Cervical CT scans with intravenous contrast. a Radiological image of the cervical mass before trabectedin was started. Cervical mass of 5 cm × 5.4 cm (April 2022). b After 2 cycles with trabectedin. Cervical mass of 5.2 cm (4% increase over baseline) (July 2022). c After 6 cycles of trabectedin were administered. Cervical mass of 3.5 cm (30% decrease over baseline) (September 2022). d Partial response after 8 cycles of treatment with trabectedin was confirmed. Cervical mass of 3 cm (40% decrease over baseline) (December 2022). e Progression disease 10 months later. Cervical mass of 5.5 cm (83.3% increase over baseline) (February 2022).

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We present a case of CCS, an ultra-rare sarcoma. The diagnosis of CCS may be difficult, and it is made by pathological examination as well as molecular and cytogenetic studies on biopsy [2, 15]. Because this entity frequently shows melanocytic differentiation, the main differential diagnosis is made with malignant melanoma. In this case, after the first anatomopathological review was performed when the patient was admitted, the detection of the translocation EWSR1-ATF1 t(12;22) by next-generation sequencing established a clear distinction between CCS and malignant melanoma. No BRAF mutation was detected by Idylla™ BRAF Mutation Test (CE-IVD). A differential diagnosis with GNET was also made. GNET is similar to CCS, as the genetic and neuroectodermal markers are the same. The GNET and CCS tumor cells are characteristically composed of epithelioid, polygonal, or round cells with eosinophilic cytoplasm and vesicular nuclei with prominent nucleoli. However, multinucleated osteoclast-like giant cells have been reported to occur in 50% of GNET cases. Such cells can help in distinguishing GNET from CCS, and we did not find any osteoclast-like giant cells in the present case [16, 17]. Another difference is that melanocytic marker staining are usually positive for CCS (up to 60% for Melan-A and 70% for HMB45) as opposed to GNET, where they are negative [18]. Although this case was negative for three melanocytic marker staining (such as Melan-A, HMB45, and MITF), which is less common but still possible, in conjunction with the lack of a primary gastrointestinal tumor at the endoscopic ultrasound, PET-CT, and CT scans, led to a CCS diagnosis.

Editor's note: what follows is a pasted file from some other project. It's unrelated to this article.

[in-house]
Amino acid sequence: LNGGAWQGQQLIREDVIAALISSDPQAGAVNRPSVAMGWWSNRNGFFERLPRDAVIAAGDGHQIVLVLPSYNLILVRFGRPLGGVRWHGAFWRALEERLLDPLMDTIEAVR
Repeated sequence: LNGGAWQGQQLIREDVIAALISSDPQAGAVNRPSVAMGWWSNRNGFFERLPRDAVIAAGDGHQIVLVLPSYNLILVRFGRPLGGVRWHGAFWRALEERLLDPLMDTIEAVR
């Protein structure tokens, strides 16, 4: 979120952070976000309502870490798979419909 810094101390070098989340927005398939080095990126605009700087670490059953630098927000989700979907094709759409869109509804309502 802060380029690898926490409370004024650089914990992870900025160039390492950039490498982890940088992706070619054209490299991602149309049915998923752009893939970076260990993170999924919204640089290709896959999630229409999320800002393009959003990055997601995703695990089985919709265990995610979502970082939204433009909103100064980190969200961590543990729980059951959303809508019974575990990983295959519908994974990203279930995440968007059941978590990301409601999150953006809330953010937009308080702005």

Historically, complete surgical resection has been the mainstay of treatment of localized CCS, with or without radiation. The role of adjuvant chemotherapy is unclear [19]. However, CCS is an aggressive sarcoma. Despite optimal management of localized disease, a high proportion of patients develop metastatic disease. The estimated 5-year disease-specific survival is 62–67% [20]. Because CCS is usually not sensitive to conventional chemotherapy [21], the optimal systemic chemotherapy regimen has not been established and must be individualized for patients with locally advanced or metastatic CCS.

After an early and aggressive local recurrence and before the correct anatomopathological diagnosis was made, our patient received chemotherapy with a combination of doxorubicin and ifosfamide [22], facilitating a salvage surgery. The response to doxorubicin-based chemotherapies has been only described as low, according to other published series, such as the retrospective series of 55 patients of A. Smrke et al. [6], with a partial response of 12% (4/34) and stable disease of 44% (15/34) of the patients. However, our patient presented with a partial response that allowed surgical salvage of the disease, and it provides an example of how CCS patients can sometimes respond to traditional chemotherapy such as doxorubicin-ifosfamide chemotherapy.